What to Expect

Discover more about addiction, detoxification, withdrawal and a typical day in treatment.

Addiction Treatment, Detoxification, Withdrawal

Heavy and sustained alcohol and other drug use takes an enormous physical and emotional toll on a person. A detoxification—or withdrawal—may need to occur before an individual can benefit from rehabilitation.

Medical supervision is necessary for this process because withdrawal from alcohol and other drugs can be life threatening. Various medications may be used to reduce physical discomfort while withdrawal is monitored.

For patients admitted to our residential programs, our care begins with a 24-hour detoxification period, sometimes longer depending on the individual's needs. Our medical staff closely supervises this process.

Outpatient detoxification services are also available for addiction to pain medications and other opiates.

The Assessment Process

The assessment process is designed to identify barriers to recovery from addiction and mental health issues, while recognizing strengths for behavior change, abstinence, and personal growth. To ensure a complete assessment, we focus on a patient's physical, chemical, and mental health.
Physical Health
The physical assessment primarily addresses biomedical conditions and/or complications associated with addiction and preexisting medical problems. Methods include structured diagnostic interviews, laboratory studies, physical examination, and referral to external medical resources, as appropriate.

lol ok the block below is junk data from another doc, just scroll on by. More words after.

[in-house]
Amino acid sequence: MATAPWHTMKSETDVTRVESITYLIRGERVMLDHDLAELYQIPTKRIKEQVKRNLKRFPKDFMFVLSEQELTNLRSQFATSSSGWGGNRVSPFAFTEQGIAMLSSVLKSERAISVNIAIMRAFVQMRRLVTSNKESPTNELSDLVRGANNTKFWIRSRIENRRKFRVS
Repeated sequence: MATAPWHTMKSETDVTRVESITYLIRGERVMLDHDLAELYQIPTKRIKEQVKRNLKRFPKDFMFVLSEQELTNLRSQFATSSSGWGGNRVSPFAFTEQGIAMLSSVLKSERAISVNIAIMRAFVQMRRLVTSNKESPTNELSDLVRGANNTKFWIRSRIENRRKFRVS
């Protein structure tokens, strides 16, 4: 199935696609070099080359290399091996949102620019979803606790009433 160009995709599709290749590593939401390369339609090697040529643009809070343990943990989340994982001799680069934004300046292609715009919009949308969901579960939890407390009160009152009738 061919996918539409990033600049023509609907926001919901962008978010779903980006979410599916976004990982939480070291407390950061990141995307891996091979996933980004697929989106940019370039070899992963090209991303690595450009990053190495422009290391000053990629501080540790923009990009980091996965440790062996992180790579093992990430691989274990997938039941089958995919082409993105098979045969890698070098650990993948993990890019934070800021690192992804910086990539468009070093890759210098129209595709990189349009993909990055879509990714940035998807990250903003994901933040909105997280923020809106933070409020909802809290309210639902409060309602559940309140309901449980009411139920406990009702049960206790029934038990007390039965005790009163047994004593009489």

Chemical Health
The substance-use assessment involves input from a team of professionals whose goal is to evaluate the extent, severity, and impact of substance use, social/vocational functioning, personality, physical health, family system, leisure activities, and spirituality. Methods used by the addiction counselor include establishing a comprehensive history of alcohol and other drug use from the patient and collect information from loved ones and professional referents that help reveal the extent and severity of alcohol and other drug use.

Mental Health
The mental health assessment provides an initial evaluation of each patient's mental health issues. This helps to determine the appropriateness of admission and continued residential stay, to identify treatment needs, and to manage mental health problems and/or complications. Methods frequently used include individual and group therapy, and psychiatric consults.

Orientation Process

The orientation process focuses on helping new patients adjust to the culture and community of inpatient treatment.

Orientation is an introduction to the basic principles of the treatment program. The disease model of addiction is discussed; looking specifically at the impact chemical use has had on the many facets of the patient's life, such as social, physical, emotional, academic, and employment. We explore managing one's recovery through abstinence and the Twelve Steps of AA.

Patient orientation also covers patient rights and responsibilities, as well as confidentiality laws. Daily responsibilities, unit rules, and the consequences of not following the rules are reviewed. Each new patient is also assigned a "buddy." This buddy is a patient (peer) from the unit whose task is to help the new patient become familiar with, and feel a part of, the Hazelden Betty Ford community.

Mental Health Services

Many patients have a co-occurring disorder (that is, they have an addiction diagnosis as well as an emotional or psychiatric issue, such as depression or anxiety). Hazelden's mental health professionals will address the needs of patients with co-occurring disorders and help them understand how the different diagnoses interact. Among the professional services are mental health intake screenings, diagnostic evaluations, individual and group psychotherapy, and continuing care planning, information, and referral.